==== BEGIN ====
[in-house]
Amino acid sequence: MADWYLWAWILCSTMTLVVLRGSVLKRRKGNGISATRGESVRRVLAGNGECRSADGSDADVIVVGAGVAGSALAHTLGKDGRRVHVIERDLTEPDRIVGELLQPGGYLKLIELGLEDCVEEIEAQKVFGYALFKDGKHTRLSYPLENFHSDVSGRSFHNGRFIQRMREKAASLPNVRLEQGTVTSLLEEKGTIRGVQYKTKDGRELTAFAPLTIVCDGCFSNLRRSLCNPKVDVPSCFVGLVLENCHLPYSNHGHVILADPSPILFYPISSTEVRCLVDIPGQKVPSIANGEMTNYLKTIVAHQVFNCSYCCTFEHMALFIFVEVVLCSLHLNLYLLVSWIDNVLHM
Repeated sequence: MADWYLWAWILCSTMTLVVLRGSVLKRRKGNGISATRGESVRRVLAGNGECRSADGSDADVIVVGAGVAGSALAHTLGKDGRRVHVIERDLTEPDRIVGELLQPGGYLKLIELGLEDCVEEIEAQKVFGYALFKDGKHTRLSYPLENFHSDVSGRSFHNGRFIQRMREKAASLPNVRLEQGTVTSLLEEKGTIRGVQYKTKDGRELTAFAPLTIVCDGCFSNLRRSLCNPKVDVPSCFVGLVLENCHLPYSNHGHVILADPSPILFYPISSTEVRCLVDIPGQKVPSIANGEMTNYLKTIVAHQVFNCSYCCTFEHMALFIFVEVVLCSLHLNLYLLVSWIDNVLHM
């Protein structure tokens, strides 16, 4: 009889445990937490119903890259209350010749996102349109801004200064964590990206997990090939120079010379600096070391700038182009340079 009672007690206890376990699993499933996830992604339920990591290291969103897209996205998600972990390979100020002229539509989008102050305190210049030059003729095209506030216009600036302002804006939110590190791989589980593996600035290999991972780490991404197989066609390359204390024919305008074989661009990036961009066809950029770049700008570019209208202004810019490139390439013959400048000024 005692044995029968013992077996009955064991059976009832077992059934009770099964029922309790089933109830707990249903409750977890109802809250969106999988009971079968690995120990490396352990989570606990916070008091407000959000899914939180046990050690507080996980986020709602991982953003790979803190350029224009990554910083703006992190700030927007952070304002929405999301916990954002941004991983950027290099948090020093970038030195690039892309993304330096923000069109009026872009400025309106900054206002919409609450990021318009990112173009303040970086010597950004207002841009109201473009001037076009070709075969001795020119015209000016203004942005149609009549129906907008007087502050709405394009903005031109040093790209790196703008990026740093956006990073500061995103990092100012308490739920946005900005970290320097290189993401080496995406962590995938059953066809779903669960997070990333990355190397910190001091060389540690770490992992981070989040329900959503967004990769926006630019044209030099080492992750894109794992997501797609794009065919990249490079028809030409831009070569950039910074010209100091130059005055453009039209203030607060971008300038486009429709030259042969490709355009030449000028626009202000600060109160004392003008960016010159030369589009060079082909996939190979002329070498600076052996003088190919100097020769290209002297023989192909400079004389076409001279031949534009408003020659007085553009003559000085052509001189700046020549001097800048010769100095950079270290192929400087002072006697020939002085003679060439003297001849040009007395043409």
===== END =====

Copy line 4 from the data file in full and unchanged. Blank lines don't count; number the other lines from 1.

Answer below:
């Protein structure tokens, strides 16, 4: 009889445990937490119903890259209350010749996102349109801004200064964590990206997990090939120079010379600096070391700038182009340079 009672007690206890376990699993499933996830992604339920990591290291969103897209996205998600972990390979100020002229539509989008102050305190210049030059003729095209506030216009600036302002804006939110590190791989589980593996600035290999991972780490991404197989066609390359204390024919305008074989661009990036961009066809950029770049700008570019209208202004810019490139390439013959400048000024 005692044995029968013992077996009955064991059976009832077992059934009770099964029922309790089933109830707990249903409750977890109802809250969106999988009971079968690995120990490396352990989570606990916070008091407000959000899914939180046990050690507080996980986020709602991982953003790979803190350029224009990554910083703006992190700030927007952070304002929405999301916990954002941004991983950027290099948090020093970038030195690039892309993304330096923000069109009026872009400025309106900054206002919409609450990021318009990112173009303040970086010597950004207002841009109201473009001037076009070709075969001795020119015209000016203004942005149609009549129906907008007087502050709405394009903005031109040093790209790196703008990026740093956006990073500061995103990092100012308490739920946005900005970290320097290189993401080496995406962590995938059953066809779903669960997070990333990355190397910190001091060389540690770490992992981070989040329900959503967004990769926006630019044209030099080492992750894109794992997501797609794009065919990249490079028809030409831009070569950039910074010209100091130059005055453009039209203030607060971008300038486009429709030259042969490709355009030449000028626009202000600060109160004392003008960016010159030369589009060079082909996939190979002329070498600076052996003088190919100097020769290209002297023989192909400079004389076409001279031949534009408003020659007085553009003559000085052509001189700046020549001097800048010769100095950079270290192929400087002072006697020939002085003679060439003297001849040009007395043409």